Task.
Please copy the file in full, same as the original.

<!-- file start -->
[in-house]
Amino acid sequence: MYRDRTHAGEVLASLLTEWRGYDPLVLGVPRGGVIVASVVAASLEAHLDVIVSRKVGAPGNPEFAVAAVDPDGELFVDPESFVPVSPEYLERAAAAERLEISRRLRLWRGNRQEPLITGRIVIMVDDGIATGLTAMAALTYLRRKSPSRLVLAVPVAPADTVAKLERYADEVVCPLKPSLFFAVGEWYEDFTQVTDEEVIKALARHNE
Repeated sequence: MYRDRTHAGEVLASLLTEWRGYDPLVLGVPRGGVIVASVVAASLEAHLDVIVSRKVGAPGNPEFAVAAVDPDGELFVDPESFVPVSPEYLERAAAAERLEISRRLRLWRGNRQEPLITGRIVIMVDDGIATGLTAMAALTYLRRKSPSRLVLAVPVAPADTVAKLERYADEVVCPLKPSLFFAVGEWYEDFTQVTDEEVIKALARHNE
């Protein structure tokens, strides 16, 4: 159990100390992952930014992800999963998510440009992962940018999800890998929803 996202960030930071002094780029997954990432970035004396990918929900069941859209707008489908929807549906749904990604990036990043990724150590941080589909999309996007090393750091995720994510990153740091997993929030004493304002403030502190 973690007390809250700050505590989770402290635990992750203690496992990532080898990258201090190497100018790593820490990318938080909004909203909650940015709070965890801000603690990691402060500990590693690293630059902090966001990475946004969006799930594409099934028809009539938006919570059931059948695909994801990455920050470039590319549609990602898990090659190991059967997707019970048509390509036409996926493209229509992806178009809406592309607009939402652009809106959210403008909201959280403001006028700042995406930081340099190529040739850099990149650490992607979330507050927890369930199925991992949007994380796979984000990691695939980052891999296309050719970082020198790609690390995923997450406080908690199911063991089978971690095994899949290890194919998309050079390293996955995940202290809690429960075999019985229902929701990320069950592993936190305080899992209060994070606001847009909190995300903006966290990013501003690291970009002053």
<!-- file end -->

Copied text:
[in-house]
Amino acid sequence: MYRDRTHAGEVLASLLTEWRGYDPLVLGVPRGGVIVASVVAASLEAHLDVIVSRKVGAPGNPEFAVAAVDPDGELFVDPESFVPVSPEYLERAAAAERLEISRRLRLWRGNRQEPLITGRIVIMVDDGIATGLTAMAALTYLRRKSPSRLVLAVPVAPADTVAKLERYADEVVCPLKPSLFFAVGEWYEDFTQVTDEEVIKALARHNE
Repeated sequence: MYRDRTHAGEVLASLLTEWRGYDPLVLGVPRGGVIVASVVAASLEAHLDVIVSRKVGAPGNPEFAVAAVDPDGELFVDPESFVPVSPEYLERAAAAERLEISRRLRLWRGNRQEPLITGRIVIMVDDGIATGLTAMAALTYLRRKSPSRLVLAVPVAPADTVAKLERYADEVVCPLKPSLFFAVGEWYEDFTQVTDEEVIKALARHNE
């Protein structure tokens, strides 16, 4: 159990100390992952930014992800999963998510440009992962940018999800890998929803 996202960030930071002094780029997954990432970035004396990918929900069941859209707008489908929807549906749904990604990036990043990724150590941080589909999309996007090393750091995720994510990153740091997993929030004493304002403030502190 973690007390809250700050505590989770402290635990992750203690496992990532080898990258201090190497100018790593820490990318938080909004909203909650940015709070965890801000603690990691402060500990590693690293630059902090966001990475946004969006799930594409099934028809009539938006919570059931059948695909994801990455920050470039590319549609990602898990090659190991059967997707019970048509390509036409996926493209229509992806178009809406592309607009939402652009809106959210403008909201959280403001006028700042995406930081340099190529040739850099990149650490992607979330507050927890369930199925991992949007994380796979984000990691695939980052891999296309050719970082020198790609690390995923997450406080908690199911063991089978971690095994899949290890194919998309050079390293996955995940202290809690429960075999019985229902929701990320069950592993936190305080899992209060994070606001847009909190995300903006966290990013501003690291970009002053």